Japan has a debt to GDP ratio of over 200% and in 2011 ran an annual trade deficit for the first time in thirty years.
Considering the huge burden of government debt, many traders figure the Japanese Central Bank will print huge amounts of yen to hold down interest rates to keep the government from going broke.
What about the British pound then?
The Bank of England, known as the ‘Old Lady of Threadneedle Street’, has printed an enormous £375 billion since the financial crisis in 2008.In percentage terms, this is the most of any central bank in the world. That’s hardly better form than the US or Japan.
So where do large investors turn? The pound? The yen? The dollar?
Jim Rickards says none of those. He’s backing the euro…
Where You’ll Find the World’s Gold
Jim Rickards sees the world of money as mostly flowing to and from China, Europe and America.
If America cheapens the dollar further, his position is that China won’t allow the renminbi to appreciate. It will cheapen the renminbi to match the falling dollar.
And if those two currencies fall, the euro should rise. Relative to each other, for one currency to fall, another must rise. Of course, they can all fall when valued against gold.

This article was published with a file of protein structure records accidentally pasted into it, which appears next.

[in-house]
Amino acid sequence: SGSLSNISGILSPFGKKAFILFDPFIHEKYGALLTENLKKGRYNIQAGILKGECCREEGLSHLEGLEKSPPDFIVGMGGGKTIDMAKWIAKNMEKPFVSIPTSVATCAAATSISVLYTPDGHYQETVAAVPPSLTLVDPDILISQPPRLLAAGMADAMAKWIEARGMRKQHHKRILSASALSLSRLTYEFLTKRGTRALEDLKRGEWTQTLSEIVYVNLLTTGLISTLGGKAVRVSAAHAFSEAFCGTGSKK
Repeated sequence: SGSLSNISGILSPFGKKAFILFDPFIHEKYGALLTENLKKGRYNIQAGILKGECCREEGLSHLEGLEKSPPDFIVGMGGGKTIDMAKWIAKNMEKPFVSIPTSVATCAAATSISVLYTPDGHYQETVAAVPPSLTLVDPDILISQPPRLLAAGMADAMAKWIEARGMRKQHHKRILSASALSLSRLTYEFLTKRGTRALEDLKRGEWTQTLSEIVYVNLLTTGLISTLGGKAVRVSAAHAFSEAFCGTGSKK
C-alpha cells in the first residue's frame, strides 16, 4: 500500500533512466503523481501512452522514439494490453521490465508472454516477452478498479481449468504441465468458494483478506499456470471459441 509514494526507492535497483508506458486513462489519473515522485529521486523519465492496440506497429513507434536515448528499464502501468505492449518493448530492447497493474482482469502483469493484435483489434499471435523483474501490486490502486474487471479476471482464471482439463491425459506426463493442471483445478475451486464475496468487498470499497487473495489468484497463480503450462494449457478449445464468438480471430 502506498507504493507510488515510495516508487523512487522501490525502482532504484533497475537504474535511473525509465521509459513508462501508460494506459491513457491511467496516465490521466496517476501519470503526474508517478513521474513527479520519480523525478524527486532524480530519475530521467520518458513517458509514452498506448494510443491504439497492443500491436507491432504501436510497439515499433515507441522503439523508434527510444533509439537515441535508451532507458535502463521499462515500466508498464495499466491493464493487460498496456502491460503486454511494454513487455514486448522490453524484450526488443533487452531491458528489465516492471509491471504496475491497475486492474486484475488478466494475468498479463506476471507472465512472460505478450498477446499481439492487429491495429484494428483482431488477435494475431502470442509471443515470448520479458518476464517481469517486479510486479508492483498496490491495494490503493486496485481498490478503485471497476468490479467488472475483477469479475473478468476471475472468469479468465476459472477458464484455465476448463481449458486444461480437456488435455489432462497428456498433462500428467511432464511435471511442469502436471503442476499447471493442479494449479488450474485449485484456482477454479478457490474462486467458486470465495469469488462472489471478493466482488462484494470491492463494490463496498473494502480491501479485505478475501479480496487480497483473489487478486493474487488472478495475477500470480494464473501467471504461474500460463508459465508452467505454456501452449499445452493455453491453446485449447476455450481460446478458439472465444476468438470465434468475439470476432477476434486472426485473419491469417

And so Rickards thinks one way China will try to hedge its enormous exposure to the US dollar via its foreign exchange reserves is to invest in European assets.
But the Chinese don’t want Europe’s toxic government debt. They’ve got plenty of America’s already.
But if Europe can stabilise its bond markets, Chinese capital could be one factor that drives the euro (and European economy) higher over the next five years.
But there’s another reason Rickards believes China will invest in Europe.
When you put the 17 regional central banks of the eurozone together, they hold more gold than the United States, the largest individual gold holding country in the world. This makes Europe the strongest financial power in terms of gold.
This could provide a solid foundation for the eurozone to bounce back.
China’s gold reserves are about an eighth of Europe’s, which makes it, in Rickards nice way of putting it, ‘a paper giant and a gold pigmy’. That’s why China has accumulated gold and should continue to do so. This is another bullish sign for gold.
For Aussie investors looking for value on the cheap, a nice contrarian play is to back Europe while the Aussie is high and the euro is weak.
The Most Important Story This Week
There’s been a lot of talk lately about the poor performance of gold mining stocks over the last few years. One reason is that investors who want to get exposure to gold can buy the physical metal or ETF’s that store it for them, meaning less demand for gold stocks.
Since hitting its high last year, the gold price has also been trading in a range. This has kept a lid on gold stocks as they appear less lucrative. With gold stocks at a low, now might be the time to back the sector. If the gold price can break out of its range and head higher, gold and gold stocks should follow. But why be bullish on gold? Peter Krauth explains why in Is Gold Still ‘The Next Greatest Trade Ever’?